Dest Addr: 0050.73d1.6938,   Source Addr: 0010.2feb.b854 
      Protocol: 0x0800 

IP    Version: 0x4,  HdrLen: 0x5,  TOS: 0x00 
      Length: 60,   ID: 0x0000,   Flags-Offset: 0x0000 
      TTL: 60,   Protocol: 1 (ICMP),   Checksum: 0x74B8 (OK) 
      Source: 0.0.0.0,     Dest: 5.5.5.5 

ICMP  Type: 0,   Code: 0  (Echo Reply) 
      Checksum: 0x0EFF (OK) 
      Identifier: 0000,  Sequence: 0000 
Echo Data: 
    0 : 0001 0203 0405 0607 0809 0A0B 0C0D 0E0F 1011 1213  .................... 
   20 : 1415 1617 1819 1A1B 1C1D 1E1F                      ............

Both the show policy-map interface command and the show interface ethernet command counted 740 bytes.

few#show policy-map interface ethernet 2/2 
 Ethernet2/2 
  Service-policy output: a-test 

    Class-map: icmp (match-all) 
      10 packets, 740 bytes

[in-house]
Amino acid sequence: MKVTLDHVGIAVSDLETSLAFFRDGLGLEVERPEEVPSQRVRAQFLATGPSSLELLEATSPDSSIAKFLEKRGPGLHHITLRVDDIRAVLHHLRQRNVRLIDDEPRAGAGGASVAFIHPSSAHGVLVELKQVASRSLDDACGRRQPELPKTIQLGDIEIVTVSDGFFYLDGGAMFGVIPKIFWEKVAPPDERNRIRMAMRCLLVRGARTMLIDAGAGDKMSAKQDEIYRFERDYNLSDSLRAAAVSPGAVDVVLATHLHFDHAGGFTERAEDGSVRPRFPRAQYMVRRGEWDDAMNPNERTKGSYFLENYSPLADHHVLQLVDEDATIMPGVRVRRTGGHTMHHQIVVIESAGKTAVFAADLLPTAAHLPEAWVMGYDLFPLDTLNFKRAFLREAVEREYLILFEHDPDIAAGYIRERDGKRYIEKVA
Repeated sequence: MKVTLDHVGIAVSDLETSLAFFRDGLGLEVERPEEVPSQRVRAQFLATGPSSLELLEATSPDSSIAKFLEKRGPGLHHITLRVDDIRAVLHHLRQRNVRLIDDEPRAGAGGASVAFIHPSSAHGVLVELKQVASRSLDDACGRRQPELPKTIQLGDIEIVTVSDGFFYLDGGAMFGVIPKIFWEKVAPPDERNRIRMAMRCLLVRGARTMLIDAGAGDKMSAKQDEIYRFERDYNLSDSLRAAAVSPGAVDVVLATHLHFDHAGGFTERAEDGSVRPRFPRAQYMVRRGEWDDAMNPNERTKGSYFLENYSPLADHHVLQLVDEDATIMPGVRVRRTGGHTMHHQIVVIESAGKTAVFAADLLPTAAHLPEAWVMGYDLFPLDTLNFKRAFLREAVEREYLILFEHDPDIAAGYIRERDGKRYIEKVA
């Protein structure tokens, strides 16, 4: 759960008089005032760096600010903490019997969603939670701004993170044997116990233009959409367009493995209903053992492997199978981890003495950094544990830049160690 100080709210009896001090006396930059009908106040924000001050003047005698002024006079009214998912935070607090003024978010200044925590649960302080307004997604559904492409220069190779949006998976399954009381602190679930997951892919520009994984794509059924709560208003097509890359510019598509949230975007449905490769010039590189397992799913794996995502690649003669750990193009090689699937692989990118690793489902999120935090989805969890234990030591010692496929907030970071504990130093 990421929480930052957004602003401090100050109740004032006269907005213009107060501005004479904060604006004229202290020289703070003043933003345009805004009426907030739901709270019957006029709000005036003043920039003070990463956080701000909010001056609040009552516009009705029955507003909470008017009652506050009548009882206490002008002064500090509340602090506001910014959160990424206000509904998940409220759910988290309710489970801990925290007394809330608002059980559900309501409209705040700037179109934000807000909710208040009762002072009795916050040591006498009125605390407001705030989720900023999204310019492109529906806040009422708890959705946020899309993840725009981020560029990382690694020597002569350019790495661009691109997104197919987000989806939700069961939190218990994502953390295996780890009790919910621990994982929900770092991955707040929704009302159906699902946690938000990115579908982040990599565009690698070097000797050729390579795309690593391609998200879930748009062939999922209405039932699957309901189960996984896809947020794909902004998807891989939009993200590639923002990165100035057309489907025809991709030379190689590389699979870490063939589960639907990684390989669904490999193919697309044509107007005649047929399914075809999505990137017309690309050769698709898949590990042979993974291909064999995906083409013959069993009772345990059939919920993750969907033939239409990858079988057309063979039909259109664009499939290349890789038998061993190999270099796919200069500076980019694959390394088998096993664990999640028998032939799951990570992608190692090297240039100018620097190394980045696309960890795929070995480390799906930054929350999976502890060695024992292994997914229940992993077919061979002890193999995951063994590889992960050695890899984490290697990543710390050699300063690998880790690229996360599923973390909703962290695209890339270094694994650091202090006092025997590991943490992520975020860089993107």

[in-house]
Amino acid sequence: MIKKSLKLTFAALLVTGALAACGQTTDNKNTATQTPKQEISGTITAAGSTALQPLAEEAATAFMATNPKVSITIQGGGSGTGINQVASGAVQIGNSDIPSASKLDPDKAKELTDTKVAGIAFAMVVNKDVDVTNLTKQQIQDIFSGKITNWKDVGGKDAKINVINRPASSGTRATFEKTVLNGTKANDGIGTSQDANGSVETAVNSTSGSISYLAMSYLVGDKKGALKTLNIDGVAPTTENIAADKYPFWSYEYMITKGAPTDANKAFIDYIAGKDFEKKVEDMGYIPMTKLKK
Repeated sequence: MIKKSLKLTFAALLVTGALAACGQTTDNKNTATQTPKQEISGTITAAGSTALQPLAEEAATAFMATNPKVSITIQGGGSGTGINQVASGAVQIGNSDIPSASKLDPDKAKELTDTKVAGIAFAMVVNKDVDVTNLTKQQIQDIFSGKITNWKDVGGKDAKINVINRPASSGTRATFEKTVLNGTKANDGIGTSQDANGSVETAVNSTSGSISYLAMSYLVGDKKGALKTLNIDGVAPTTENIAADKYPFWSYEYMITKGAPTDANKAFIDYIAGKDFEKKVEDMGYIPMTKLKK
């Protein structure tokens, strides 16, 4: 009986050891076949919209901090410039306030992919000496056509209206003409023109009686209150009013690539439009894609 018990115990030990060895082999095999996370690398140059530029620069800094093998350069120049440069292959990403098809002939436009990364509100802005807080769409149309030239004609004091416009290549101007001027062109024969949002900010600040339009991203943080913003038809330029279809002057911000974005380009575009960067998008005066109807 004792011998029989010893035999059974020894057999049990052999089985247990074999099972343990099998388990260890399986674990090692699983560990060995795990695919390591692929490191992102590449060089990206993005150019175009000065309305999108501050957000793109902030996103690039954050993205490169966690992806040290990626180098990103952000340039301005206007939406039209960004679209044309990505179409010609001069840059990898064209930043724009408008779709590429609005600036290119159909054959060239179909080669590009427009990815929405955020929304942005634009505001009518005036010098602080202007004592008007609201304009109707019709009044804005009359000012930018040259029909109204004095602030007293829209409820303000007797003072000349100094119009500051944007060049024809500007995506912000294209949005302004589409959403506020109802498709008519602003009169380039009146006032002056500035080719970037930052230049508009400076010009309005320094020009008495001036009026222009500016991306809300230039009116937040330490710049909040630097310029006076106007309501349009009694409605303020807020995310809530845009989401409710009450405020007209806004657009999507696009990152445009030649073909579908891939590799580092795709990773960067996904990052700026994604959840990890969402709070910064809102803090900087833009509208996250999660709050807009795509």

few#show interface ethernet 2/2 
     10 packets output, 740 bytes, 0 underruns(0/0/0)

60 IP payload + 2 * 6 (source and destination MAC address) + 2 (protocol type) = 74

From this calculation, you can see that the Ethernet CRC is not included in either the show interface or show policy-map command outputs. Importantly, both values are consistent in whether or not the CRC is included.

Finally, here are the bytes counted on a serial interface that uses high-level data link control (HDLC) encapsulation. In this test, five packets of 100 bytes are transmitted:

r3#show policy interface 
  Serial4/2:0 
    Service-policy output: test 

      Class-map: icmp (match-all) 
        5 packets, 520 bytes

Here are the definitions of Cisco HDLC frames:

bytes_counted.gif

  • flag—start or end of frame = 0x7E

  • address—frame type field:

    • 0x0F—Unicast Frame

    • 0x80—Broadcast Frame